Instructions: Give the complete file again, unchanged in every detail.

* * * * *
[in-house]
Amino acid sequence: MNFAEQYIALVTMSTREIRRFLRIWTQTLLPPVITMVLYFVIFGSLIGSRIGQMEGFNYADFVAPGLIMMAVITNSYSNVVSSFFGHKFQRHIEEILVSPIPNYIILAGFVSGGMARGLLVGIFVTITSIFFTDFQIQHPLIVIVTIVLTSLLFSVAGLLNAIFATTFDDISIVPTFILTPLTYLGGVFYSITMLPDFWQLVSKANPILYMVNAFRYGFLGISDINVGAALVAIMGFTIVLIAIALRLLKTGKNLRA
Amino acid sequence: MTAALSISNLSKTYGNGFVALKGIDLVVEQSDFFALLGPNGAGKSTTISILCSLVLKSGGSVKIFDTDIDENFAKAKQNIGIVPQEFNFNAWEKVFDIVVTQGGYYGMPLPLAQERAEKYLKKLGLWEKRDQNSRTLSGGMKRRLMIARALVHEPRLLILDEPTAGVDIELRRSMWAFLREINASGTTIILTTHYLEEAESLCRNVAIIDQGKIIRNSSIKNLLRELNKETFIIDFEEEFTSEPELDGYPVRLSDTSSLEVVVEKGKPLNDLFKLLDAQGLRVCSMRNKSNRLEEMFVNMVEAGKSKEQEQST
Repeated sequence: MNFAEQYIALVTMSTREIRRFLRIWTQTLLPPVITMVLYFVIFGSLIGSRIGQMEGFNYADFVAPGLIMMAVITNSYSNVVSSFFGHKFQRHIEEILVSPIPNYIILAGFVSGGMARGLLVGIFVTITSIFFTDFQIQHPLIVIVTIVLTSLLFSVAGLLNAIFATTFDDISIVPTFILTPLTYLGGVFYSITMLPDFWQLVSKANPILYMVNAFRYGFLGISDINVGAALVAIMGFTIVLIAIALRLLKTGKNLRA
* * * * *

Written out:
[in-house]
Amino acid sequence: MNFAEQYIALVTMSTREIRRFLRIWTQTLLPPVITMVLYFVIFGSLIGSRIGQMEGFNYADFVAPGLIMMAVITNSYSNVVSSFFGHKFQRHIEEILVSPIPNYIILAGFVSGGMARGLLVGIFVTITSIFFTDFQIQHPLIVIVTIVLTSLLFSVAGLLNAIFATTFDDISIVPTFILTPLTYLGGVFYSITMLPDFWQLVSKANPILYMVNAFRYGFLGISDINVGAALVAIMGFTIVLIAIALRLLKTGKNLRA
Amino acid sequence: MTAALSISNLSKTYGNGFVALKGIDLVVEQSDFFALLGPNGAGKSTTISILCSLVLKSGGSVKIFDTDIDENFAKAKQNIGIVPQEFNFNAWEKVFDIVVTQGGYYGMPLPLAQERAEKYLKKLGLWEKRDQNSRTLSGGMKRRLMIARALVHEPRLLILDEPTAGVDIELRRSMWAFLREINASGTTIILTTHYLEEAESLCRNVAIIDQGKIIRNSSIKNLLRELNKETFIIDFEEEFTSEPELDGYPVRLSDTSSLEVVVEKGKPLNDLFKLLDAQGLRVCSMRNKSNRLEEMFVNMVEAGKSKEQEQST
Repeated sequence: MNFAEQYIALVTMSTREIRRFLRIWTQTLLPPVITMVLYFVIFGSLIGSRIGQMEGFNYADFVAPGLIMMAVITNSYSNVVSSFFGHKFQRHIEEILVSPIPNYIILAGFVSGGMARGLLVGIFVTITSIFFTDFQIQHPLIVIVTIVLTSLLFSVAGLLNAIFATTFDDISIVPTFILTPLTYLGGVFYSITMLPDFWQLVSKANPILYMVNAFRYGFLGISDINVGAALVAIMGFTIVLIAIALRLLKTGKNLRA